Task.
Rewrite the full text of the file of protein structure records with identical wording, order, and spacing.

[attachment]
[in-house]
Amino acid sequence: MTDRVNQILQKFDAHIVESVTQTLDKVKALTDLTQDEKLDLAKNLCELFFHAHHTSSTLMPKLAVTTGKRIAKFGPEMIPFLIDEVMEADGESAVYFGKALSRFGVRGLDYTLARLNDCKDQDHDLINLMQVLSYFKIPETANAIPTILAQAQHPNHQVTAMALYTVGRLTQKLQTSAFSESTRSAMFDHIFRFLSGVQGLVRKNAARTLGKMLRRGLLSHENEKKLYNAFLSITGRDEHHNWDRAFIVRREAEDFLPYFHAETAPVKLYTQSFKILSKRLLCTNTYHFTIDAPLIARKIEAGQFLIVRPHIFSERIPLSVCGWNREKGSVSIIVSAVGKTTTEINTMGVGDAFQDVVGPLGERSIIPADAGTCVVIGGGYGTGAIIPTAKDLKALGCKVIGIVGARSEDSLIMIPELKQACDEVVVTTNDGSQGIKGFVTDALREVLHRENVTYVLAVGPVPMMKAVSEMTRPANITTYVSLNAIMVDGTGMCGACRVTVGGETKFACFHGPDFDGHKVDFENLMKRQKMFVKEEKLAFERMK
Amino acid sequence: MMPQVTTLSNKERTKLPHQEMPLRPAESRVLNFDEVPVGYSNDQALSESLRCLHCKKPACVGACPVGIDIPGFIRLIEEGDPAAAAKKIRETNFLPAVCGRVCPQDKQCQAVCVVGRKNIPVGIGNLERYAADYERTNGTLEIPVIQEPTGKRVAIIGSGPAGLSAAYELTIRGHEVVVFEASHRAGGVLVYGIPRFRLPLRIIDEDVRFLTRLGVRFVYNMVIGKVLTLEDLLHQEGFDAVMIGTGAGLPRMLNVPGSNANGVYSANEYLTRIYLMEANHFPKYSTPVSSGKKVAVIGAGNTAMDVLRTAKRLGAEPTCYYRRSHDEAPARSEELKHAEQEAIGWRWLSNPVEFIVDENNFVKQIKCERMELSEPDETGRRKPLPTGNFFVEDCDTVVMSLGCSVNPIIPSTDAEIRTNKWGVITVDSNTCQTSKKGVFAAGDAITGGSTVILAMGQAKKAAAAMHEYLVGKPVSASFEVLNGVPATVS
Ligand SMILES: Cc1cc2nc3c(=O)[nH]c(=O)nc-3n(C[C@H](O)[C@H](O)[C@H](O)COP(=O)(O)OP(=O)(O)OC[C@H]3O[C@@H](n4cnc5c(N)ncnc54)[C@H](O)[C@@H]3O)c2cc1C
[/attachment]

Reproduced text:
[in-house]
Amino acid sequence: MTDRVNQILQKFDAHIVESVTQTLDKVKALTDLTQDEKLDLAKNLCELFFHAHHTSSTLMPKLAVTTGKRIAKFGPEMIPFLIDEVMEADGESAVYFGKALSRFGVRGLDYTLARLNDCKDQDHDLINLMQVLSYFKIPETANAIPTILAQAQHPNHQVTAMALYTVGRLTQKLQTSAFSESTRSAMFDHIFRFLSGVQGLVRKNAARTLGKMLRRGLLSHENEKKLYNAFLSITGRDEHHNWDRAFIVRREAEDFLPYFHAETAPVKLYTQSFKILSKRLLCTNTYHFTIDAPLIARKIEAGQFLIVRPHIFSERIPLSVCGWNREKGSVSIIVSAVGKTTTEINTMGVGDAFQDVVGPLGERSIIPADAGTCVVIGGGYGTGAIIPTAKDLKALGCKVIGIVGARSEDSLIMIPELKQACDEVVVTTNDGSQGIKGFVTDALREVLHRENVTYVLAVGPVPMMKAVSEMTRPANITTYVSLNAIMVDGTGMCGACRVTVGGETKFACFHGPDFDGHKVDFENLMKRQKMFVKEEKLAFERMK
Amino acid sequence: MMPQVTTLSNKERTKLPHQEMPLRPAESRVLNFDEVPVGYSNDQALSESLRCLHCKKPACVGACPVGIDIPGFIRLIEEGDPAAAAKKIRETNFLPAVCGRVCPQDKQCQAVCVVGRKNIPVGIGNLERYAADYERTNGTLEIPVIQEPTGKRVAIIGSGPAGLSAAYELTIRGHEVVVFEASHRAGGVLVYGIPRFRLPLRIIDEDVRFLTRLGVRFVYNMVIGKVLTLEDLLHQEGFDAVMIGTGAGLPRMLNVPGSNANGVYSANEYLTRIYLMEANHFPKYSTPVSSGKKVAVIGAGNTAMDVLRTAKRLGAEPTCYYRRSHDEAPARSEELKHAEQEAIGWRWLSNPVEFIVDENNFVKQIKCERMELSEPDETGRRKPLPTGNFFVEDCDTVVMSLGCSVNPIIPSTDAEIRTNKWGVITVDSNTCQTSKKGVFAAGDAITGGSTVILAMGQAKKAAAAMHEYLVGKPVSASFEVLNGVPATVS
Ligand SMILES: Cc1cc2nc3c(=O)[nH]c(=O)nc-3n(C[C@H](O)[C@H](O)[C@H](O)COP(=O)(O)OP(=O)(O)OC[C@H]3O[C@@H](n4cnc5c(N)ncnc54)[C@H](O)[C@@H]3O)c2cc1C